Last Saturday of every month
If you visit the Museum Nasional’s room of traditional house models, you will notice that most share several common features: they are built on stilts, they have dramatic roof lines, and they have decorative elements based on animal motifs.
The first characteristic, being built on stilts, is common throughout Southeast Asia, and probably is a simple, practical precaution against flooding and invasion by snakes and other animals.
The second design element—the rooflines—may also have some practical benefit, such as air circulation or providing safe, dry storage. However the rooflines and designs, probably refer more to the place the buffalo holds in these societies, and to deeply held views about the cosmos and the gods.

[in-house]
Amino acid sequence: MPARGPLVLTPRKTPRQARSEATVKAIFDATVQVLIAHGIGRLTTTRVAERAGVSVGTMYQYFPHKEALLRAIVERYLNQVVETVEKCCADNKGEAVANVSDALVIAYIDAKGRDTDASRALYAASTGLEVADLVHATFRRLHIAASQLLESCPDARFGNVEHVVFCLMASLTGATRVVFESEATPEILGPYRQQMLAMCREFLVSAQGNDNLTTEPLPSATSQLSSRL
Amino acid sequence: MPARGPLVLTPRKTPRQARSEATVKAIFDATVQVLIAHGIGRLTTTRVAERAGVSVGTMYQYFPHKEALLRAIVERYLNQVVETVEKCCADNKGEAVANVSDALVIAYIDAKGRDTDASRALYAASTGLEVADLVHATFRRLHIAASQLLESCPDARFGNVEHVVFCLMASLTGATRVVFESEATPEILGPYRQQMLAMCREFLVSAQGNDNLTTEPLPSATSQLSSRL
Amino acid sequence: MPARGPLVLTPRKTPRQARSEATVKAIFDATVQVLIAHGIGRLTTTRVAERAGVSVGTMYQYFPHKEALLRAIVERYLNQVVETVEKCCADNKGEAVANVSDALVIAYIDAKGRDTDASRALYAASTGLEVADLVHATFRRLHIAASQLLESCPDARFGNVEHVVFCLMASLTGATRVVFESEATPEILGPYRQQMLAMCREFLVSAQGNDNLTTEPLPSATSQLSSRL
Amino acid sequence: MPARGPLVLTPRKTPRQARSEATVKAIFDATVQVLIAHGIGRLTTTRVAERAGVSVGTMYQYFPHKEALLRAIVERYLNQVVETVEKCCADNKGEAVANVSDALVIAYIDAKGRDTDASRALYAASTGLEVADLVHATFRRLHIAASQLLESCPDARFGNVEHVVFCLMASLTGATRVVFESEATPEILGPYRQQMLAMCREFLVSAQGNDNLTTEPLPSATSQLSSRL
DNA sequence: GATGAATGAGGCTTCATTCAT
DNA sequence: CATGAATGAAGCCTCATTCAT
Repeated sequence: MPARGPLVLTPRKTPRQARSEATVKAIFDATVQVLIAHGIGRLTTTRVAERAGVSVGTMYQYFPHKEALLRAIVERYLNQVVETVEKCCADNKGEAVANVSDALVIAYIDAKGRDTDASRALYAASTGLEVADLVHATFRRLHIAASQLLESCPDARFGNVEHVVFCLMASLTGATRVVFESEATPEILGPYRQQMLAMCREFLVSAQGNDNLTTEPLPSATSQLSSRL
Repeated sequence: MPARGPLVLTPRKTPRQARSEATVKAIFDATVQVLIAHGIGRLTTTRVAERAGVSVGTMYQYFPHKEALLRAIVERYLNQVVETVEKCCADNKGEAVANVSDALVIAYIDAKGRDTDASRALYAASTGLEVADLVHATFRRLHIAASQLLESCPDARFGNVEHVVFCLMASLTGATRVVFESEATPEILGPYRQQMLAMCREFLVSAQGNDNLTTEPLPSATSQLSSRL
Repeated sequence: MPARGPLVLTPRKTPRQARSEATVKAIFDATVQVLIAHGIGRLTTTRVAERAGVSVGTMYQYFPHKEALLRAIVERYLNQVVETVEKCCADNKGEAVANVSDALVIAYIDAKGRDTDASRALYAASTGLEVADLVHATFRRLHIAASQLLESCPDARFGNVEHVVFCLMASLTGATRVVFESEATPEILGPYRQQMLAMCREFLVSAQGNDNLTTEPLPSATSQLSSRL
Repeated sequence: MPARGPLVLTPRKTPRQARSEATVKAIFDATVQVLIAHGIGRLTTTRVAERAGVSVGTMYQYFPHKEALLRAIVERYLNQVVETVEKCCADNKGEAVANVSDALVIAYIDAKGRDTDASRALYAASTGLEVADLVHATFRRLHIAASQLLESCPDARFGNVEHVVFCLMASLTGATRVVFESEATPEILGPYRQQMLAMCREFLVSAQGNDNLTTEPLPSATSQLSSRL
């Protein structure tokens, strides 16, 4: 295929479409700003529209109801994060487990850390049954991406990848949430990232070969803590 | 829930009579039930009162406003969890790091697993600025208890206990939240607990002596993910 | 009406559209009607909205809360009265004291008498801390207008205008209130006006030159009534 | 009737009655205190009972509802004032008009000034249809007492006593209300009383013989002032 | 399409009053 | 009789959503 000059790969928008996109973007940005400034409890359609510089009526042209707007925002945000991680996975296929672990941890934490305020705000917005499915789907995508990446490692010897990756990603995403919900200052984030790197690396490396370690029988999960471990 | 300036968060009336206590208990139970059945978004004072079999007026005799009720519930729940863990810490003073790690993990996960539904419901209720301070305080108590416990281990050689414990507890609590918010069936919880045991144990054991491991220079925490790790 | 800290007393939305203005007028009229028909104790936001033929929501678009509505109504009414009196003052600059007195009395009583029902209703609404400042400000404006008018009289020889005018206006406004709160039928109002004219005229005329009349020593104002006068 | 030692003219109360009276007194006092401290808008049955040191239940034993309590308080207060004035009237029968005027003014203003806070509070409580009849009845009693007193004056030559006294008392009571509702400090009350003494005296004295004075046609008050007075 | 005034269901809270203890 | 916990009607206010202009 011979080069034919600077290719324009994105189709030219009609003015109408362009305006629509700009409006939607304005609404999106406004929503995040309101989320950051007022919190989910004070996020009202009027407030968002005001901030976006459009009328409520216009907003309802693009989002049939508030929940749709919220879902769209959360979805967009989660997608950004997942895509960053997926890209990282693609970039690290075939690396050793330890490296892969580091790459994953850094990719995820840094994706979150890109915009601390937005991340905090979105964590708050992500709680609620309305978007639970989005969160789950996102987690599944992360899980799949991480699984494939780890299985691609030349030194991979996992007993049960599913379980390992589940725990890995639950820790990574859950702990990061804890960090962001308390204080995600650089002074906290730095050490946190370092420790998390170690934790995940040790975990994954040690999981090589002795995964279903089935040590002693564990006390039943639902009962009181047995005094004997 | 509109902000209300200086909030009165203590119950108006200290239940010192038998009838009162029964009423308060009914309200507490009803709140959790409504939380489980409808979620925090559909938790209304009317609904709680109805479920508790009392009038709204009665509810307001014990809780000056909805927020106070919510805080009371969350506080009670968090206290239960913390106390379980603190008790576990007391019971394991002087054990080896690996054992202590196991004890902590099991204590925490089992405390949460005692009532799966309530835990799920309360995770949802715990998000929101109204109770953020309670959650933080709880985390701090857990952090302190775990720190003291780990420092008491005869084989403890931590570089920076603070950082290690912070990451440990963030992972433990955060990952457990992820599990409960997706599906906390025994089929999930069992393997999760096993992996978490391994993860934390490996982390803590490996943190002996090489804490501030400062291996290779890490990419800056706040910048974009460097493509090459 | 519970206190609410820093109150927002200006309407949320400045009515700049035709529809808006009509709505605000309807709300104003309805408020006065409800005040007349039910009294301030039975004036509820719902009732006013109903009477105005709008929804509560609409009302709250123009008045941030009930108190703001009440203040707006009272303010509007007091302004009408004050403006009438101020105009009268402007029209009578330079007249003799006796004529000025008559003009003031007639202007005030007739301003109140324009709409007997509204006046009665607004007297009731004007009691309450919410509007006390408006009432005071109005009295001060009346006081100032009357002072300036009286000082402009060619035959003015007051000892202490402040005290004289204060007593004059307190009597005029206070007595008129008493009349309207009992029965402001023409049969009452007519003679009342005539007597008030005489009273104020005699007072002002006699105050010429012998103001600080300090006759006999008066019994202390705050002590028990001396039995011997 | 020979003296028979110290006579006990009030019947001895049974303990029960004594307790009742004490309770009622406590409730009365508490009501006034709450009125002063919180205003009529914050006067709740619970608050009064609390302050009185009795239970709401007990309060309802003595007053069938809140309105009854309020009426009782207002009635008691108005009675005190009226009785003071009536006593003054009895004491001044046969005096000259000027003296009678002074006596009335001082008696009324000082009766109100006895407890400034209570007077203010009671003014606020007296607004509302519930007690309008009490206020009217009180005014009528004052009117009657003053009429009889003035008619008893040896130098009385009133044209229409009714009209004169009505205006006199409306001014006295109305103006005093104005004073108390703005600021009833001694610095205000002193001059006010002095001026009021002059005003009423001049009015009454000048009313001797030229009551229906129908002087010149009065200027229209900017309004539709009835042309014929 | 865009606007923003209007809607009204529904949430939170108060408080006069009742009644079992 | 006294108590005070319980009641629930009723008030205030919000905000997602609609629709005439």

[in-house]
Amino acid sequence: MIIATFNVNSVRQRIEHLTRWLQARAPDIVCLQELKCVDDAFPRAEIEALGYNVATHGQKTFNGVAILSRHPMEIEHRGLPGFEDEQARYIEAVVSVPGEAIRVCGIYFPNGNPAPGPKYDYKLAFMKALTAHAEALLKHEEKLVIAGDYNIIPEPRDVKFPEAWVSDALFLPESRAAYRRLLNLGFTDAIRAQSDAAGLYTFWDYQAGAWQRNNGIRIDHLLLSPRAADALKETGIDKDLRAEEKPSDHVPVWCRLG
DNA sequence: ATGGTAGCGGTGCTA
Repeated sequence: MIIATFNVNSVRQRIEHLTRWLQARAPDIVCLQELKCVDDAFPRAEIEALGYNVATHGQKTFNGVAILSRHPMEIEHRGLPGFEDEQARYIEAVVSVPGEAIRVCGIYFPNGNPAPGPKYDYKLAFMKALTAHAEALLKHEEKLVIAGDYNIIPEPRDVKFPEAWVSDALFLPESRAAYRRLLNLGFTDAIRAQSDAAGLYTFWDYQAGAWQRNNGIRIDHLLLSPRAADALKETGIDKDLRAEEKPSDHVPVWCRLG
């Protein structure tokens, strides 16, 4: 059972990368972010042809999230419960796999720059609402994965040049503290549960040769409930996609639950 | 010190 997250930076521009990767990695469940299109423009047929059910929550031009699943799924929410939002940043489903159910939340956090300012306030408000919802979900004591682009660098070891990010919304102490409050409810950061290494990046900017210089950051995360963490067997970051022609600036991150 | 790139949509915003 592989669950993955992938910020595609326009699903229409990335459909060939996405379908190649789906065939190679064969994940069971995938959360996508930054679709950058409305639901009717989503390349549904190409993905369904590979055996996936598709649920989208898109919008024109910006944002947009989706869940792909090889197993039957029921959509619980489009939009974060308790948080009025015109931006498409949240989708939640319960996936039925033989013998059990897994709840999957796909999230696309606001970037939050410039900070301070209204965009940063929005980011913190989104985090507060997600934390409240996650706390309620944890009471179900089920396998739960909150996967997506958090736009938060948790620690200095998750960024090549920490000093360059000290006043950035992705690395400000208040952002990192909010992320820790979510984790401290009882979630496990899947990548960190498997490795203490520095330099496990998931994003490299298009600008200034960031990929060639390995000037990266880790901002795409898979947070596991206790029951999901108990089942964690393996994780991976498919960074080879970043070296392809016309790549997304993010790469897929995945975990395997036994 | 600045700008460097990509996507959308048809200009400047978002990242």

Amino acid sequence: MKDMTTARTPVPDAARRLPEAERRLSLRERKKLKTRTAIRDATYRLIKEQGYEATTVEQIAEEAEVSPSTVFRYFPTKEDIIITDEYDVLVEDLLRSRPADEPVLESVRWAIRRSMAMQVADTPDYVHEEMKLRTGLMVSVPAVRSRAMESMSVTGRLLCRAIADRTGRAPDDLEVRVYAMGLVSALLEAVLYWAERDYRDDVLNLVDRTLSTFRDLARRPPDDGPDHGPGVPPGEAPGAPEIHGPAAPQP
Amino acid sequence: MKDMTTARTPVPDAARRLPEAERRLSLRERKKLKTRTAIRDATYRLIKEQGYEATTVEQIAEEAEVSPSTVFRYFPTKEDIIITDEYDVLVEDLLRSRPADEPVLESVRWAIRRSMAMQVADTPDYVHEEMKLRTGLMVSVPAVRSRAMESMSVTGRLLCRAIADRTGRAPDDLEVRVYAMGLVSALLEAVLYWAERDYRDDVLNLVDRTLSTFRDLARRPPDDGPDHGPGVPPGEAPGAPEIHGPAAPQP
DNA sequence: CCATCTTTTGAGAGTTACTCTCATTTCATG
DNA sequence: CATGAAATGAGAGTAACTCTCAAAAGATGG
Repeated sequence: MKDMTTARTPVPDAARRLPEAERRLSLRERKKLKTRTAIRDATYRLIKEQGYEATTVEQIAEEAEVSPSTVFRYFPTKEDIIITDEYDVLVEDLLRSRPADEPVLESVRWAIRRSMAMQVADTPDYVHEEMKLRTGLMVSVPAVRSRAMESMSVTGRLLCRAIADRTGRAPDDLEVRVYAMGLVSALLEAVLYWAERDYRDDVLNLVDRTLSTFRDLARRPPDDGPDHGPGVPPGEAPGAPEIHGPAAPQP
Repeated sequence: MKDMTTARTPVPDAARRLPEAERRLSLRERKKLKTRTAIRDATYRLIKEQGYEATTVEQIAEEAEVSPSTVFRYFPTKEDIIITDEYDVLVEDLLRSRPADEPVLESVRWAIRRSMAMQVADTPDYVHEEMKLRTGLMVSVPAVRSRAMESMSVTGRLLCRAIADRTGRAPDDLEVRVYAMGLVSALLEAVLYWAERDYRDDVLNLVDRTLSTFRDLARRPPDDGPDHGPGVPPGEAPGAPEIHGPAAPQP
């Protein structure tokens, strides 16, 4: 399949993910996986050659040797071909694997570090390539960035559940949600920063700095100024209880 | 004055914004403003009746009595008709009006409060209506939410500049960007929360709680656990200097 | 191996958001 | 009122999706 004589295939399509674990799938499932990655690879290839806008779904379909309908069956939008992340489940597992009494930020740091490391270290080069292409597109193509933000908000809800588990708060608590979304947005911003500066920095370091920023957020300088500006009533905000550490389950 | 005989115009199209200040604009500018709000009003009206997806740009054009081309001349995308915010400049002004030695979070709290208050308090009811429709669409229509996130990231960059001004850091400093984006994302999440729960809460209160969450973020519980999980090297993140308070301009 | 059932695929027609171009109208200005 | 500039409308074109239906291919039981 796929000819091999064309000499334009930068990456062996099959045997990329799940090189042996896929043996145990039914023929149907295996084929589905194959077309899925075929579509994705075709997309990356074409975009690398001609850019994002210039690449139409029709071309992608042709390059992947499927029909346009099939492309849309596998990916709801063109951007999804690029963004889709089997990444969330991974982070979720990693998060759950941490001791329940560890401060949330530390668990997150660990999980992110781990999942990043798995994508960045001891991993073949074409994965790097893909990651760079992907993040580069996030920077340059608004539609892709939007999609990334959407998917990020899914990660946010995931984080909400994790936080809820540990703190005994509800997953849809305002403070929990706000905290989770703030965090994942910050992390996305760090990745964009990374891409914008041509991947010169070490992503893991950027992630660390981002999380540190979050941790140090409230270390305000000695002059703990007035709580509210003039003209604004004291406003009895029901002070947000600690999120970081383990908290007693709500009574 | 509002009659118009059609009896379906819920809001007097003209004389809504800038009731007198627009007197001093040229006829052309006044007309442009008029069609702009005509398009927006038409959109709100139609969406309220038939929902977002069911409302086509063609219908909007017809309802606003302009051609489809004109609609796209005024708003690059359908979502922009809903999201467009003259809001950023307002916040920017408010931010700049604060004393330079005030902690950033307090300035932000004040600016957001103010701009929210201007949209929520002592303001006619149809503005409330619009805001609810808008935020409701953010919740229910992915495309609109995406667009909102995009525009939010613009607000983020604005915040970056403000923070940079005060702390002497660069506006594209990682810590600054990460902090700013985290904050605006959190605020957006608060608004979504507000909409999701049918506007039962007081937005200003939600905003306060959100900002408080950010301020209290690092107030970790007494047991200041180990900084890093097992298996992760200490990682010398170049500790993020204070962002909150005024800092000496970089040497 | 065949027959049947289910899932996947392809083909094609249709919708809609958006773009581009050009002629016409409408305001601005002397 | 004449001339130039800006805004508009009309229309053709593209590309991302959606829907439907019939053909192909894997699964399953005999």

For example, the Toba Batak of North Sumatra used the area below the house for their animals, the central level was for people, and the roof was considered the abode of the gods. Typically a house would accommodate several families, with the interior space used primarily for sleeping and storage and divided up to reflect degrees of kinship among the inhabitants.
The ornamentation of the Toba Batak houses is on the exterior and was intended primarily to drive away evil influences. Only three colors were used—red, white and black. Each color represented a sphere of the cosmos—red for humans, white for good spirits and black for the underworld.
By Joyce Richardson
Published in The Indonesian Heritage Society Newsletter, October 2005
Source: Aspects of Indonesian Culture, The Indonesian Heritage Society
Visit the Museum Nasional's website for more details of their collections.